Out-Law News | 29 Oct 2019 | 5:07 pm | 2 min. read
The government announced the Environment Bill in the Queen’s Speech. It has since published the draft legislation.
Among the measures in the bill are amendments to the 1995 Environment Act which enable the future introduction of extended producer responsibility regulations. Extended producer responsibility, which was trailed in the "Our Waste, Our Resources Strategy" in 2018, is a mechanism which extends a producer’s responsibility for a product to the post-use stage, thereby encouraging re-use, recycling and recovery.
The bill will shake up the industry and should boost recycling rates as well as tackle plastic pollution.
In her speech earlier in the month, environment secretary Theresa Villiers said that the aim is to make producers "responsible for 100% of the cost of dealing with the packaging waste they create, incentivising better design and more responsible choices and ensuring that more of the plastics we use is recyclable and recycled." It is anticipated that, when enacted, the extended producer responsibility regulations will require producers to pay the full net cost of managing their products at end of life.
The powers and accompanying policy statement envisage modulated fees that incentivise producers to design their products with re-use and recycling in mind, as those that make their products easier to recycle will pay less.
Producers currently cover about 10% of the cost of disposing of or recycling packaging that they place on the market through various schemes which operate under the Producer Responsibility Obligations (Packaging Waste) Regulations. The additional enabling powers therefore empower the Government to bring forward additional legislation to radically alter producer responsibility obligations moving forward.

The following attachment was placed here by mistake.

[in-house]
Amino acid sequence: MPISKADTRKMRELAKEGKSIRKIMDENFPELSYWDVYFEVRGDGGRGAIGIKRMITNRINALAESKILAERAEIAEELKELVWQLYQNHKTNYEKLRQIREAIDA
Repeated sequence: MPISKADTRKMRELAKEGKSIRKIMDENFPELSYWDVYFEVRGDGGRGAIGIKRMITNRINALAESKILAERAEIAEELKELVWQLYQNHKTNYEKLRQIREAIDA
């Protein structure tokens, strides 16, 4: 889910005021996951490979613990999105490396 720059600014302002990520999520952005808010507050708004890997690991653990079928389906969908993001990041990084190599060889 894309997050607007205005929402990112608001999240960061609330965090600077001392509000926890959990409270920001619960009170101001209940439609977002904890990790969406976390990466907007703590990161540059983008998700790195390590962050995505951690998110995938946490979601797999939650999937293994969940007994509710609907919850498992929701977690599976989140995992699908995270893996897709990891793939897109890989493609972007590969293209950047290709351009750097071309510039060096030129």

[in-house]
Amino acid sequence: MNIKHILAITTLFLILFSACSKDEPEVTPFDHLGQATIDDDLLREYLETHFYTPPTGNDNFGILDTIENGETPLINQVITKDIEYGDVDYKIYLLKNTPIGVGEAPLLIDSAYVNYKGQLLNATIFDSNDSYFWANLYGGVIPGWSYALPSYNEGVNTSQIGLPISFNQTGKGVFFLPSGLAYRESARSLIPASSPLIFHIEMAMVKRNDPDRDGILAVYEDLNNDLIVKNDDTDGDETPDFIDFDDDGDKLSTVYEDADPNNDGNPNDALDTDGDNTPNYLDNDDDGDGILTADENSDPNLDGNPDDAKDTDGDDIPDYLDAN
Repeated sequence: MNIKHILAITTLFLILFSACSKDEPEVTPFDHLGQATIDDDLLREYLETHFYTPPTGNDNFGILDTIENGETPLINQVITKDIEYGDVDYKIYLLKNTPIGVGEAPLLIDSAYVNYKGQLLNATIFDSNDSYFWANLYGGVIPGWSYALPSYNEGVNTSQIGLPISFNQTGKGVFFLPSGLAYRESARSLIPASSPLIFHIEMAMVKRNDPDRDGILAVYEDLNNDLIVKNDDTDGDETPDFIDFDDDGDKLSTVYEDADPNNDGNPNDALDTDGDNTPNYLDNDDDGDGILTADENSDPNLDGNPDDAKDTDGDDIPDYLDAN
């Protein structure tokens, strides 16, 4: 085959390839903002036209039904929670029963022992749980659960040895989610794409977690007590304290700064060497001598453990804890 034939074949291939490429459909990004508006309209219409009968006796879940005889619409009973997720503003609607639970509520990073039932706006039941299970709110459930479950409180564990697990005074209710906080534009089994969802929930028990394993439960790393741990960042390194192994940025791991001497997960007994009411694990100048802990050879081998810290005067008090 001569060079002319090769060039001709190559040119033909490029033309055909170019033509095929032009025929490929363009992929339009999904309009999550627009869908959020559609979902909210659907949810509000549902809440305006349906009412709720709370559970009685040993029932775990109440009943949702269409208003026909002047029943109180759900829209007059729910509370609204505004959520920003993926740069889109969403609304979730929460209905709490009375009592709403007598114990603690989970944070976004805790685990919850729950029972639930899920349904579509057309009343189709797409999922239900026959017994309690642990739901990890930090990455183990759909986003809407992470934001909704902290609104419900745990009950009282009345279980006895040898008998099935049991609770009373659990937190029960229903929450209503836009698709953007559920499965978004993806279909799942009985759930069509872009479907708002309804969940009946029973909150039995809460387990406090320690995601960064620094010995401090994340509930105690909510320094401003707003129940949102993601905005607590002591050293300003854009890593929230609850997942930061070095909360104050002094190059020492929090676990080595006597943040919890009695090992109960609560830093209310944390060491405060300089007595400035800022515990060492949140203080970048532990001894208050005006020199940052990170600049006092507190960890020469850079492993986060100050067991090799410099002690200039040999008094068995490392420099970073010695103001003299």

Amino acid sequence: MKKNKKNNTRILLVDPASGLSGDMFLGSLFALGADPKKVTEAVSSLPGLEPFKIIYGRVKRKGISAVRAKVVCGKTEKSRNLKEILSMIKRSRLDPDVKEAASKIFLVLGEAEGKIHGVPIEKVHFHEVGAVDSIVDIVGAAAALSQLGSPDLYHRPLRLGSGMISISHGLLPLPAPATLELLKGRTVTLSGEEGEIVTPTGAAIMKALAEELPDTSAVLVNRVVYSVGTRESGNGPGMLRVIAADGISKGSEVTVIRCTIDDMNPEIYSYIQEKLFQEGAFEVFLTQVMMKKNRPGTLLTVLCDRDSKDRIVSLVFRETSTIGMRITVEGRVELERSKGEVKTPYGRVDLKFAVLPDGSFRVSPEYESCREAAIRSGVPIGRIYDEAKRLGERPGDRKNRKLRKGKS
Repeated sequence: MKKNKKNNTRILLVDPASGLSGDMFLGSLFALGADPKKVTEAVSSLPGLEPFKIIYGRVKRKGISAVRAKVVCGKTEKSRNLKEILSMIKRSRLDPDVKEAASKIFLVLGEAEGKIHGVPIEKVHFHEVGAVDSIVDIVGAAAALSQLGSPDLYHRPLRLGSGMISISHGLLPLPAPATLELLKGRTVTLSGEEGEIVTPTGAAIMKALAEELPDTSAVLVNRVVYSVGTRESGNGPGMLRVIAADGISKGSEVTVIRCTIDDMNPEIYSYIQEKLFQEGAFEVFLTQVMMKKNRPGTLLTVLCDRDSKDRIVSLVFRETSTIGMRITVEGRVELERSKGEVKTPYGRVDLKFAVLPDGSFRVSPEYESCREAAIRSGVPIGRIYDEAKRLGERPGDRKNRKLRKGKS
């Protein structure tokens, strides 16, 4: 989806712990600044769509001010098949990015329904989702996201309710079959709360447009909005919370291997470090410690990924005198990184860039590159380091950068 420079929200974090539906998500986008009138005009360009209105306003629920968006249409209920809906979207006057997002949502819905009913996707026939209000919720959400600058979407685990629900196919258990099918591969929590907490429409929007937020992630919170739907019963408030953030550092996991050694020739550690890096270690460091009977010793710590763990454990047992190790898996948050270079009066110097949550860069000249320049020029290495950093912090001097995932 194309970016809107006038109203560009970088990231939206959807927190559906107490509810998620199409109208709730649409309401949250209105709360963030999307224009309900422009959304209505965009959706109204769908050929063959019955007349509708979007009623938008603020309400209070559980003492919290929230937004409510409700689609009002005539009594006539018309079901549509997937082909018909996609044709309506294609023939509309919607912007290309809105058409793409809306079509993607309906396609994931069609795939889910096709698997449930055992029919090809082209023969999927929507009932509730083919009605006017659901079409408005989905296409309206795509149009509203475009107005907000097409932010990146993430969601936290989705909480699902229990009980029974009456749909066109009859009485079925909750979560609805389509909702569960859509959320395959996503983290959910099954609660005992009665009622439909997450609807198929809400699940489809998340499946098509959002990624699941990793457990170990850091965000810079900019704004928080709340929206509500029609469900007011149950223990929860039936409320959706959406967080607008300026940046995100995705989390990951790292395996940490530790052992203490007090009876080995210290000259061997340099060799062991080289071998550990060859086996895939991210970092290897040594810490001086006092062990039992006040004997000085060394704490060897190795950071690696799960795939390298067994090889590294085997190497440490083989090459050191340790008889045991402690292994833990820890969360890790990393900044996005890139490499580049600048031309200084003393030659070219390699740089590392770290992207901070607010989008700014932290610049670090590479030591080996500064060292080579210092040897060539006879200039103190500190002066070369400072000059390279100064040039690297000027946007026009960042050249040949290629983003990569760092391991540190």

The legislation will also enable the introduction of charges for any single-use plastic item, in the wake of the successful 5p carrier bag charge introduced in 2015. It will allow for the establishment of deposit return schemes to encourage the recycling and reuse of items like plastic bottles and drinks cans.
Environmental law expert Claire Gregory of Pinsent Masons, the law firm behind Out-Law, said the legislation was to be welcomed.
“The bill attempts to address key environmental concerns which have been repeatedly flagged by both the industry and wider general public. The bill will shake up the industry and should boost recycling rates as well as tackle plastic pollution. It proposes a multitude of radical proposals which would significantly affect both businesses and individuals on a day to day basis,” Gregory said.
“Despite criticism from the industry and environmental groups alike that these proposals do not go far enough, these proposals undoubtedly offer real potential to move in the right direction towards a more environmentally friendly way of life within the UK. These ambitious measures follow in the footsteps of the success story that is the carrier bag charge and present an opportunity to considerably change the generation of waste,” Gregory said.
Other proposals within the bill aimed at cutting down on packaging and other waste include better product labelling to enable consumers to make better buying decisions and dispose of used products and packaging more effectively.
The bill also includes measures aimed at improving air quality and protecting water resources. The legislation allows for the establishment of a new independent watchdog, the Office for Environmental Protection, which will be able to hold government and other public bodies to account on fulfilling their obligations on the environment and climate change.
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